# Fairness Is an Emergent Self-Organized Property of the Free Market for Labor

## Abstract

**:**

## 1. Introduction

## 2. Emergence of Fairness through Self-organizing Free Market Dynamics

_{ave}= M/N. Let us assume that there are k categories of employees -- ranging from secretaries to the CEO, contributing in different ways towards the company’s overall success and value creation. All employees in category i contribute value V

_{i}, i ∈ {1,2, … k}, such that V

_{1}< V

_{2}<….< V

_{k}. Let the corresponding value at S

_{ave}be V

_{ave}, occurring at category s. Since all employees are contributing unequally, some more some less, they all need to be compensated differently, commensurate with their relative contributions towards the overall value created by the company. Instead, A has an egalitarian policy that all employees are equal and therefore pays all of them the same salary, S

_{ave}, irrespective of their contributions. The salary of the CEO is the same as that of an administrative assistant in the mail room. This salary distribution is a sharp vertical line at S

_{ave}, as seen in Figure 1(a), the Kronecker delta function of magnitude N, given by:

_{is}, where δ

_{is}= 1, if i = s and δ

_{is}= 0, if i ≠ s

_{j}such that V

_{j}> V

_{ave}(e.g., senior engineers, vice presidents, CEO) would feel that their contributions are not fairly valued and compensated for by A, and will therefore be motivated to leave for other companies where they are offered higher salaries. Hence, in order to survive A will be forced to match the salaries offered by others to retain these employees, thereby forcing the distribution to spread to the right of S

_{ave}, as seen in Figure 1(b).

_{j}such that V

_{j}< V

_{ave}, will motivate candidates with the relevant skill sets (e.g., low-level administration, sales and marketing staff) from other companies to compete for these higher paying positions in A. This competition will eventually drive the compensation down for these overpaid employees forcing the distribution to spread to the left of S

_{ave}, as seen in Figure 1(c). Eventually, we will have a distribution that is not a delta function, but a broader one where different employees make different salaries depending on the values of their contributions. The funds for the higher salaries now paid to the formerly underpaid employees (i.e., those who satisfy V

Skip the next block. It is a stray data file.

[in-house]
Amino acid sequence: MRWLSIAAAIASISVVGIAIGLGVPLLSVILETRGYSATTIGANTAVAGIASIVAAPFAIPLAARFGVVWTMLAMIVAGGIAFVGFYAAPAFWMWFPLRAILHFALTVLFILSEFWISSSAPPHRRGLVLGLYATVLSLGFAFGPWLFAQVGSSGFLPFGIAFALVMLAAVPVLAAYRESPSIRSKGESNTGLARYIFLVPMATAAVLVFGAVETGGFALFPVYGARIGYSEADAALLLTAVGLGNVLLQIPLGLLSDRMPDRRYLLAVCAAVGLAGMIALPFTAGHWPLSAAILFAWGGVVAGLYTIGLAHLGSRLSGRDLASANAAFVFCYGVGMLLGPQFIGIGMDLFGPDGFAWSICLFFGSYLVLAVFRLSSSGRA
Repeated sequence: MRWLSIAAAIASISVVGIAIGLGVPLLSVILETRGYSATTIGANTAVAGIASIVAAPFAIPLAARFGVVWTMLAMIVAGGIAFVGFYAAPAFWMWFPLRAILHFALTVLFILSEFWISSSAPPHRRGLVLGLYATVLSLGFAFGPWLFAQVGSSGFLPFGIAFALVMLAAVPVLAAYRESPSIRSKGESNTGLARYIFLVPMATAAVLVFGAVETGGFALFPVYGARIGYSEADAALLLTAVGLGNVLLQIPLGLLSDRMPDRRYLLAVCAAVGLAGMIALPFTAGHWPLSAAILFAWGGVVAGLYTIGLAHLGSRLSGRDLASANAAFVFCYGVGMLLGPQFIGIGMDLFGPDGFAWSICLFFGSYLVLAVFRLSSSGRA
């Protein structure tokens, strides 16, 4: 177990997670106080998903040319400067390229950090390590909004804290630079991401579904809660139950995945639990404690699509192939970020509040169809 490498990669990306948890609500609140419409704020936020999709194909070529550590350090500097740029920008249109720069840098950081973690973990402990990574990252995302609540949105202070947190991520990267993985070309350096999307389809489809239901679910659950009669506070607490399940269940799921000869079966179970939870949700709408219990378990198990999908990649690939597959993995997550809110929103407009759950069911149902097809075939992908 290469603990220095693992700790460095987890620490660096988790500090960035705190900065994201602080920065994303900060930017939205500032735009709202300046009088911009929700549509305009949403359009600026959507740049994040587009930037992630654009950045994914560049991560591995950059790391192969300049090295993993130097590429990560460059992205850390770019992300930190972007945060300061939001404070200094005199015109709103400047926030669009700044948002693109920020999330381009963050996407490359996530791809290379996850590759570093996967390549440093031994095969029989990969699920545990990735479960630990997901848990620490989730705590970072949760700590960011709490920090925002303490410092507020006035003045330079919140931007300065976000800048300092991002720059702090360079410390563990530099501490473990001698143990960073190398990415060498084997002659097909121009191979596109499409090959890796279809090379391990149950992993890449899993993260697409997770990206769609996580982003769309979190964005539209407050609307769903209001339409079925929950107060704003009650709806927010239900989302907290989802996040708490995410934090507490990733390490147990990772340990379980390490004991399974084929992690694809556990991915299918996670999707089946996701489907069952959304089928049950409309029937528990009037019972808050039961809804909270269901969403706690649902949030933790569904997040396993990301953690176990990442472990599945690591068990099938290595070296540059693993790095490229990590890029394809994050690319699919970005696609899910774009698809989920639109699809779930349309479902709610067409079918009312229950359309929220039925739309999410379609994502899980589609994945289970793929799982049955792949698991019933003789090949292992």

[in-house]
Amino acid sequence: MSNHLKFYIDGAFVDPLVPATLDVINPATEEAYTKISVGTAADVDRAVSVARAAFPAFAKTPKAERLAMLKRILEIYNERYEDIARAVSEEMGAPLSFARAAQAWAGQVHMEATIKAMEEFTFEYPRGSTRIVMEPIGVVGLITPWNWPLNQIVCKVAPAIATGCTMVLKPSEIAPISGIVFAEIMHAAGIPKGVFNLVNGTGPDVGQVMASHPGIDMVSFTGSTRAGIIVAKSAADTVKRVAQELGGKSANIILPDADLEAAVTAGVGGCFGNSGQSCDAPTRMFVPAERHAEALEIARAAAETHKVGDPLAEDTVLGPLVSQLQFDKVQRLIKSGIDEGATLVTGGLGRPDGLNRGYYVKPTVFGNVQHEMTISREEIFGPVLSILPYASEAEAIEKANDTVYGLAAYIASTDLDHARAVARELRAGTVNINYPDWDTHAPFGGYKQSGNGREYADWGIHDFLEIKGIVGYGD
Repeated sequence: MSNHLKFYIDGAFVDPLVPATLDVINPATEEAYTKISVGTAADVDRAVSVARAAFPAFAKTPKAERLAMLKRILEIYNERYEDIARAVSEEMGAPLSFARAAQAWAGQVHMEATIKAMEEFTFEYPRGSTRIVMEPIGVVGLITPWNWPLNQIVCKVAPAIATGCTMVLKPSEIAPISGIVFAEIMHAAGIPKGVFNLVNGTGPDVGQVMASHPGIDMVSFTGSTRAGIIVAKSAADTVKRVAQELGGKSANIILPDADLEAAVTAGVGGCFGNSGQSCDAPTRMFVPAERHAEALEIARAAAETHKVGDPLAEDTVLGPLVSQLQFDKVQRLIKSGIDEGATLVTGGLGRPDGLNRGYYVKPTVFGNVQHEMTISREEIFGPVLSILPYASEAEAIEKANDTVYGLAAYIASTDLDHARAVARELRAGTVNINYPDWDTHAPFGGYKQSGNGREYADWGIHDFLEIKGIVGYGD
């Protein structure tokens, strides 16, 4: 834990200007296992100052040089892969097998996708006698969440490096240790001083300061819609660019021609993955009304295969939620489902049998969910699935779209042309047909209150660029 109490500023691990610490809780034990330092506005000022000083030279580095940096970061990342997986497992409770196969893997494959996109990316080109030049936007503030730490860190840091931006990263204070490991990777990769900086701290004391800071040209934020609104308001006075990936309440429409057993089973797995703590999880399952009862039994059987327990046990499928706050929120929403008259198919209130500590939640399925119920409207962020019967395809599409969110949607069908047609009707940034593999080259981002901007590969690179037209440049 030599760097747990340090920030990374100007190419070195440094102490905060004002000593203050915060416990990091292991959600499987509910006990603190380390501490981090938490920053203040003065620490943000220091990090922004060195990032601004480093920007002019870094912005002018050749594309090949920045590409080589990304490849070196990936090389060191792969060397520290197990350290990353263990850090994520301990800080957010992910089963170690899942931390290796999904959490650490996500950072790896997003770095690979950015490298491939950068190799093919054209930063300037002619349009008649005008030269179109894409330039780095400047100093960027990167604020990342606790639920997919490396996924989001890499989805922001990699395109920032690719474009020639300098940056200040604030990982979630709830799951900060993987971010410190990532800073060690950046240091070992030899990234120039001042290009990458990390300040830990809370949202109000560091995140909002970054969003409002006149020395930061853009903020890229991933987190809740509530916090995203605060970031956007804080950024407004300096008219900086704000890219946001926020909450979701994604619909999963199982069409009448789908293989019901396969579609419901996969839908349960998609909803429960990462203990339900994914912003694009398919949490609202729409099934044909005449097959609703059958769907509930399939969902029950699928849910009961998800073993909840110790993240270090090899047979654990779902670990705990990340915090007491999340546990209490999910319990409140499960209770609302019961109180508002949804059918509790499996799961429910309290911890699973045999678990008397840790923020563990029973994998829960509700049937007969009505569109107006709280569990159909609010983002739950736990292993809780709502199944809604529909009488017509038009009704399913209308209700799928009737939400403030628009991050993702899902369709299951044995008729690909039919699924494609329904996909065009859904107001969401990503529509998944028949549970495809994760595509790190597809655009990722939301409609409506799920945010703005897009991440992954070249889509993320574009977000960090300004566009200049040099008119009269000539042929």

_{j}> V

_{ave}) come out of the savings resulting from the reduced salaries of the formerly overpaid group (i.e., those who satisfy V

_{j}< V

_{ave}), thereby conserving the total salary budget M.

## 3. Entropy as the Appropriate Measure of Fairness in an Ideal Free Market System

#### 3.1. Entropy as a Measure of Fairness: Statistical Thermodynamics Approach

_{ave}= E/N. In such an isolated system, both N and E are conserved. Now imagine starting this system at t=0 in the initial state where all molecules are assigned to have exactly the same energy E

_{ave}. In time, the system will evolve from this initial state of a Kronecker delta distribution in energy to one where the energy distribution is more spread out as a result of intermolecular collisions which cause varied energy exchanges among the molecules.

_{i}of an employee i. In reality, this space will be more complicated with additional dimensions that capture other features such as titles, awards, education, experience, etc., but let us restrict ourselves to salary as it is the dominant feature. A point in this ideal phase space represents the state of the company at some time t by specifying the salaries of all the employees. Company A is an isolated system, in the thermodynamic sense, with respect N and M (i.e., these are conserved) but an open system with respect to information exchanges regarding salaries and job openings elsewhere in the free market economic environment.

_{1}, S

_{2}, …,S